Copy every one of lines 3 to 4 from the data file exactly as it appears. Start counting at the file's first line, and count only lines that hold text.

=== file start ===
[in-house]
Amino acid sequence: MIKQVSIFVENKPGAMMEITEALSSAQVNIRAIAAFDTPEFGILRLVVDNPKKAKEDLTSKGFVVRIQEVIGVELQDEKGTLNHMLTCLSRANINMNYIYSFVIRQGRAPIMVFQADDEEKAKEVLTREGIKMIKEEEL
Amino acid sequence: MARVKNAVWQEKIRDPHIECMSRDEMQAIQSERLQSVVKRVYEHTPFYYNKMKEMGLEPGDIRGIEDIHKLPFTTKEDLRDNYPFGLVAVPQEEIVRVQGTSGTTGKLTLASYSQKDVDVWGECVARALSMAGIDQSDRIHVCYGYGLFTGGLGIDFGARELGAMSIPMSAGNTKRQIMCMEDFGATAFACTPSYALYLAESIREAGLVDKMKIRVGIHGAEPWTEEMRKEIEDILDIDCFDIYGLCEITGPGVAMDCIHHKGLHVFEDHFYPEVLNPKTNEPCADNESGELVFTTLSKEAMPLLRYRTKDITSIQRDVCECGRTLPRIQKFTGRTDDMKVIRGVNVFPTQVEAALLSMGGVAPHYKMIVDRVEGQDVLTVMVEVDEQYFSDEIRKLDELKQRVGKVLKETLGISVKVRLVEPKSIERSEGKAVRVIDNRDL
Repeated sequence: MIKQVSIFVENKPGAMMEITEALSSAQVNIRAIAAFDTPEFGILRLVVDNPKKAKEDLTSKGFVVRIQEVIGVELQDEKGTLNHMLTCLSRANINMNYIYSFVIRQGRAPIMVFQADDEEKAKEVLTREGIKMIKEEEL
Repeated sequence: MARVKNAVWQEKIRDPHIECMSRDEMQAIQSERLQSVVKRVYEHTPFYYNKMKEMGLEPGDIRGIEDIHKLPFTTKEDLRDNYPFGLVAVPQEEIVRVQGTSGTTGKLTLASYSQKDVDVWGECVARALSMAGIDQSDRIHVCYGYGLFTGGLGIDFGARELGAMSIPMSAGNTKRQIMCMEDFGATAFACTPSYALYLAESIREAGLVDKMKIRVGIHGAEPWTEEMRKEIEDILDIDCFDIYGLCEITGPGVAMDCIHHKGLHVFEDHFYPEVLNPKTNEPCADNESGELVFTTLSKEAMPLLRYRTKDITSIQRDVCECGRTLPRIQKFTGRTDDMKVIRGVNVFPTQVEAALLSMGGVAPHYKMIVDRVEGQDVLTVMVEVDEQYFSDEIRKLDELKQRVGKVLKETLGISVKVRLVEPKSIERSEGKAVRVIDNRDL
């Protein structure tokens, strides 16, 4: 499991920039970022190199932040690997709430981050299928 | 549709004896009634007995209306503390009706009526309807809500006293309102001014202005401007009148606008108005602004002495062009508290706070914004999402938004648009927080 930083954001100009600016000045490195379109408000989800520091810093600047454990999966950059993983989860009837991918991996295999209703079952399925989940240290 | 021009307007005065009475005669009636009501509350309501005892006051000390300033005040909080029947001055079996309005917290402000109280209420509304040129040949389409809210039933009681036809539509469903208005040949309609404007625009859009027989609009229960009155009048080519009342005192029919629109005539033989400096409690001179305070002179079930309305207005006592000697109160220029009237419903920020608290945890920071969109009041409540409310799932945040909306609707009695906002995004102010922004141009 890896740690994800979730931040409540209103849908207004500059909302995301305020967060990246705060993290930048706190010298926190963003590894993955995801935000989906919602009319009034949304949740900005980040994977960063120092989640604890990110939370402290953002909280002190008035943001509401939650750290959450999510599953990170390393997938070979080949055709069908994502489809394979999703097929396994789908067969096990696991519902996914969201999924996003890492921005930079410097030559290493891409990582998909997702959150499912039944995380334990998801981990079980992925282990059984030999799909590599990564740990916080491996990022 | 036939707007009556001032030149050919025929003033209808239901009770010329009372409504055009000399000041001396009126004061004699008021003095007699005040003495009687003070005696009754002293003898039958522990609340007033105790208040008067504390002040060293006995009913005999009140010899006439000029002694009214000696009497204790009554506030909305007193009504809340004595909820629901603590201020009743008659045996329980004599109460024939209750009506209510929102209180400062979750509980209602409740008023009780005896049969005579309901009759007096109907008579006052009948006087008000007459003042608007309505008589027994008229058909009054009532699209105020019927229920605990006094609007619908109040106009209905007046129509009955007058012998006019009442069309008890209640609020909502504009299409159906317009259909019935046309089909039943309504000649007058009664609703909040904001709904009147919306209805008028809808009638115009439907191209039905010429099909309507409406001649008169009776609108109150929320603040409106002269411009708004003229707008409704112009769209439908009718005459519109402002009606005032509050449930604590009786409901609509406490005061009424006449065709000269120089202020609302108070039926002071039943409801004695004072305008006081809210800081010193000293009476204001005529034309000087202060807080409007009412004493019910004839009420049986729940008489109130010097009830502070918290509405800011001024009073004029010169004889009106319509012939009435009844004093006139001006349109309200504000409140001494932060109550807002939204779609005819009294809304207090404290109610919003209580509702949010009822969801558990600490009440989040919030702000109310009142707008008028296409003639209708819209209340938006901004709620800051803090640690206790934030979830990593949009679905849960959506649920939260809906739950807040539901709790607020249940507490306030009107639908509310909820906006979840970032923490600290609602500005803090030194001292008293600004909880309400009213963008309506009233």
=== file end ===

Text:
Amino acid sequence: MARVKNAVWQEKIRDPHIECMSRDEMQAIQSERLQSVVKRVYEHTPFYYNKMKEMGLEPGDIRGIEDIHKLPFTTKEDLRDNYPFGLVAVPQEEIVRVQGTSGTTGKLTLASYSQKDVDVWGECVARALSMAGIDQSDRIHVCYGYGLFTGGLGIDFGARELGAMSIPMSAGNTKRQIMCMEDFGATAFACTPSYALYLAESIREAGLVDKMKIRVGIHGAEPWTEEMRKEIEDILDIDCFDIYGLCEITGPGVAMDCIHHKGLHVFEDHFYPEVLNPKTNEPCADNESGELVFTTLSKEAMPLLRYRTKDITSIQRDVCECGRTLPRIQKFTGRTDDMKVIRGVNVFPTQVEAALLSMGGVAPHYKMIVDRVEGQDVLTVMVEVDEQYFSDEIRKLDELKQRVGKVLKETLGISVKVRLVEPKSIERSEGKAVRVIDNRDL
Repeated sequence: MIKQVSIFVENKPGAMMEITEALSSAQVNIRAIAAFDTPEFGILRLVVDNPKKAKEDLTSKGFVVRIQEVIGVELQDEKGTLNHMLTCLSRANINMNYIYSFVIRQGRAPIMVFQADDEEKAKEVLTREGIKMIKEEEL